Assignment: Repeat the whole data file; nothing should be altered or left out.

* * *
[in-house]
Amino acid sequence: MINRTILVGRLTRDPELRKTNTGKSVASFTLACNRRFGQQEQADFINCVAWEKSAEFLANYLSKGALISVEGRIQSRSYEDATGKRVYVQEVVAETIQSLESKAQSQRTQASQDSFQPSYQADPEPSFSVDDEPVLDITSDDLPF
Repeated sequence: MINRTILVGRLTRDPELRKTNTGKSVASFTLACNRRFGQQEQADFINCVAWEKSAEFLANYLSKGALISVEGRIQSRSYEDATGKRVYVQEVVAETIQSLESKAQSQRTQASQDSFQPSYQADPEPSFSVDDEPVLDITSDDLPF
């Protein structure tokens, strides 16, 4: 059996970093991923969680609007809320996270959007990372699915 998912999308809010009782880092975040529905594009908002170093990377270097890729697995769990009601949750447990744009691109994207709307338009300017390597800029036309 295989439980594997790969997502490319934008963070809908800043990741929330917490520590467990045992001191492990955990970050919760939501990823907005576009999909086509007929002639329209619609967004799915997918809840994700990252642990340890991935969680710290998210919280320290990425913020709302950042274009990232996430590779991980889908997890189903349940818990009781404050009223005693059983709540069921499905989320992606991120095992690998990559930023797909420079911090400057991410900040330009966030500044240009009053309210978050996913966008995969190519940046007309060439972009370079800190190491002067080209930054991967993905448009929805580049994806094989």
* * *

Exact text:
[in-house]
Amino acid sequence: MINRTILVGRLTRDPELRKTNTGKSVASFTLACNRRFGQQEQADFINCVAWEKSAEFLANYLSKGALISVEGRIQSRSYEDATGKRVYVQEVVAETIQSLESKAQSQRTQASQDSFQPSYQADPEPSFSVDDEPVLDITSDDLPF
Repeated sequence: MINRTILVGRLTRDPELRKTNTGKSVASFTLACNRRFGQQEQADFINCVAWEKSAEFLANYLSKGALISVEGRIQSRSYEDATGKRVYVQEVVAETIQSLESKAQSQRTQASQDSFQPSYQADPEPSFSVDDEPVLDITSDDLPF
């Protein structure tokens, strides 16, 4: 059996970093991923969680609007809320996270959007990372699915 998912999308809010009782880092975040529905594009908002170093990377270097890729697995769990009601949750447990744009691109994207709307338009300017390597800029036309 295989439980594997790969997502490319934008963070809908800043990741929330917490520590467990045992001191492990955990970050919760939501990823907005576009999909086509007929002639329209619609967004799915997918809840994700990252642990340890991935969680710290998210919280320290990425913020709302950042274009990232996430590779991980889908997890189903349940818990009781404050009223005693059983709540069921499905989320992606991120095992690998990559930023797909420079911090400057991410900040330009966030500044240009009053309210978050996913966008995969190519940046007309060439972009370079800190190491002067080209930054991967993905448009929805580049994806094989």